Professor Simon Lancaster, Professor of Chemistry Education, School of Chemistry at the University of East Anglia,encourages universities to delve deeper into peer instruction as a pedagogy for active learning, ahead of the Turning Technologies User Conference 2018.

 

What is the latest thinking surrounding peer instruction as a pedagogy for active learning?

Peer instruction is well established as an effective and practical active learning pedagogy. However, there is much that we still wish to understand to optimise the practice. How does it work? What cognitive processes are taking place amongst the students? How does the student-instructor dialogue fit into existing models of learning discourse?

At TTUC, conference speakers will be exploring how peer instruction enhances student confidence and the role that plays in learning. While I will be describing how we can overcome some of the bottlenecks frustrating adoption of true peer instruction.

 

What knowledge must we attain to support peer instruction?

Generally associated with Ausubel, it essential that we know the prior knowledge of our students. This is essential for the effective framing of a peer instruction question. However, even then, we the educators, can still be unaware of misconceptions our students harbour. This will be the focus of my workshop – how the TurningPoint tools can surface those misconceptions so that peer instruction can address them.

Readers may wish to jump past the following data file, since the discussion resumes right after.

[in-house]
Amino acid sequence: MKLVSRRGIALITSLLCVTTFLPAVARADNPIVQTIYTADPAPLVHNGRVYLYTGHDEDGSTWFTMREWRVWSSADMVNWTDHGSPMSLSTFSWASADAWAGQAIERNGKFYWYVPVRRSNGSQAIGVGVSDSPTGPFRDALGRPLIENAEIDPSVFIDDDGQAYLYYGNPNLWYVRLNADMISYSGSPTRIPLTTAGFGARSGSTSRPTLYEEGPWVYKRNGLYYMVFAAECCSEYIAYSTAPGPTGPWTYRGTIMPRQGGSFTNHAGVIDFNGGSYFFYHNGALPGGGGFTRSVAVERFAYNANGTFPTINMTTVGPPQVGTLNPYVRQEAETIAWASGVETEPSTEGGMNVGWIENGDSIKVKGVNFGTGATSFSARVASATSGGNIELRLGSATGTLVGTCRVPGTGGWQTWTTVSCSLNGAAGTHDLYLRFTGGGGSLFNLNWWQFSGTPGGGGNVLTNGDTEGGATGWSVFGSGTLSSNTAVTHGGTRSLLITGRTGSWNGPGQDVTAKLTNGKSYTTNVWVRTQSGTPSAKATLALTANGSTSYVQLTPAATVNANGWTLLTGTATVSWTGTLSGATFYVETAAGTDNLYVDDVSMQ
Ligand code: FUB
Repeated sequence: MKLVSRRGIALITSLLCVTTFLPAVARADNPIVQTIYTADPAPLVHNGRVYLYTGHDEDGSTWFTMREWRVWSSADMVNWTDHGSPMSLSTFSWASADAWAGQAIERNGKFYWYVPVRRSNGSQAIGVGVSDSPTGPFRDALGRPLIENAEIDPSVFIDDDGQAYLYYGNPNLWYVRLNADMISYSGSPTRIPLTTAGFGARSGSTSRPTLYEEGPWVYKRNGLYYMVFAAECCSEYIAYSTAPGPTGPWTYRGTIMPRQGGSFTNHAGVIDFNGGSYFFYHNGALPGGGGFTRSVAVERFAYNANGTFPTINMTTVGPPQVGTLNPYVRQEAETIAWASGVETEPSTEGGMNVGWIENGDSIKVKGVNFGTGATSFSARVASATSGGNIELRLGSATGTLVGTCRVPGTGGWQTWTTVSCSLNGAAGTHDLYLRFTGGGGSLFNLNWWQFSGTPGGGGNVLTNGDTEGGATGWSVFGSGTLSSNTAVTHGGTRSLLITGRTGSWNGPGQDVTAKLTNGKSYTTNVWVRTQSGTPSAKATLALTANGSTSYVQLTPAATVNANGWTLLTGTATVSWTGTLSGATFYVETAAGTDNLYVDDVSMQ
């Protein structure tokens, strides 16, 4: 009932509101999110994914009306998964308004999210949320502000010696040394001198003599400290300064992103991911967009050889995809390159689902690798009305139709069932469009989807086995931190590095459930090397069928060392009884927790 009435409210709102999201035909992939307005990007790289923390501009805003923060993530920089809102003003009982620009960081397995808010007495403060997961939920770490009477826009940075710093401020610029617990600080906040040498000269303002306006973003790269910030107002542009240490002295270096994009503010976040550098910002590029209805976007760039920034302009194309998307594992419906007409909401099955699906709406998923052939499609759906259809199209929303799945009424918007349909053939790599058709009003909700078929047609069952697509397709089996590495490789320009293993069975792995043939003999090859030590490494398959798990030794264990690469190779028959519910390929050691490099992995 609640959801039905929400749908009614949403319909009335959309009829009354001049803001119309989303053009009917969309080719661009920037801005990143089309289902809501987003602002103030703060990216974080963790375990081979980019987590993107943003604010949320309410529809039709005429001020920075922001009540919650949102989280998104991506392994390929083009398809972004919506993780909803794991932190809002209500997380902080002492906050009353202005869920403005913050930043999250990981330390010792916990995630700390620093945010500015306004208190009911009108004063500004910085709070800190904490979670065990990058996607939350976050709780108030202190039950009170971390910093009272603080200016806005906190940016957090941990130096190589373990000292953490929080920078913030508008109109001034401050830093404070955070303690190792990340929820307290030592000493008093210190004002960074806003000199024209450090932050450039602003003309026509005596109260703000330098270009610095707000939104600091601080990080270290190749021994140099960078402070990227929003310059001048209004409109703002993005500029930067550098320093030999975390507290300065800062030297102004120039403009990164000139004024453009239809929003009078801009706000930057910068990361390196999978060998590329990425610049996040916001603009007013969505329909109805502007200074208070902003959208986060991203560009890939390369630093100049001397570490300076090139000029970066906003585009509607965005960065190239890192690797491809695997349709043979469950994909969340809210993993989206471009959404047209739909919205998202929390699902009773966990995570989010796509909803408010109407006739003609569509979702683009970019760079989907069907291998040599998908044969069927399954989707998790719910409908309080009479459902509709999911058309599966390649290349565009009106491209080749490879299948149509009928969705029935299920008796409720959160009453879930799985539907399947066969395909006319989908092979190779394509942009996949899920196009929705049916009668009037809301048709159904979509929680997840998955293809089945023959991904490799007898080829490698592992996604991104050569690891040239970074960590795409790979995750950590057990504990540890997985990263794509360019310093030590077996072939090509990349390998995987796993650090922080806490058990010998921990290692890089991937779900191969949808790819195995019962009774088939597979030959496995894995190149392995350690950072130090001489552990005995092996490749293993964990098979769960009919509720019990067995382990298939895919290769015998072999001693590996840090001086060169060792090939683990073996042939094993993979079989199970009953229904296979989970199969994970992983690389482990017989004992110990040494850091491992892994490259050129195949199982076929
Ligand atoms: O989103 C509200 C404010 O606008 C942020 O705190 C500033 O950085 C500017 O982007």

How is TurningPoint helping to facilitate this?

New tools within TurningPoint mean that we can now do so much more than simply pose multiple choice questions. Free text input allows us to source student misconceptions.

 

Why should TTUC delegates attend your speaking session and what is the top learning take-away?

Delegates attending my session will gain the benefit of my 10-years of experimenting and occasionally failing, so that they can implement the most effective scalable and pragmatic solution, getting the most out of the TurningPoint solution in a fraction of the time. The top learning take-away is that we can work with our students to focus our teaching where it will be the most beneficial.

 

What do you think is the most important e-learning trend for the next 12 months?

I foresee ever closer integration of the online and face-to-face student experience. Flipping (to prepare for active learning) will explore prior knowledge and become more tailored to the needs of the individual. Analytical tools will mine online and in-class digital responses and behaviours to create a better picture of where students struggle and require most help.

The Turning Technologies User Conference takes place on 7thNovember 2018 at the Universitat Autònoma de Barcelona, Casa Convalescència, Spain. View the full agenda here.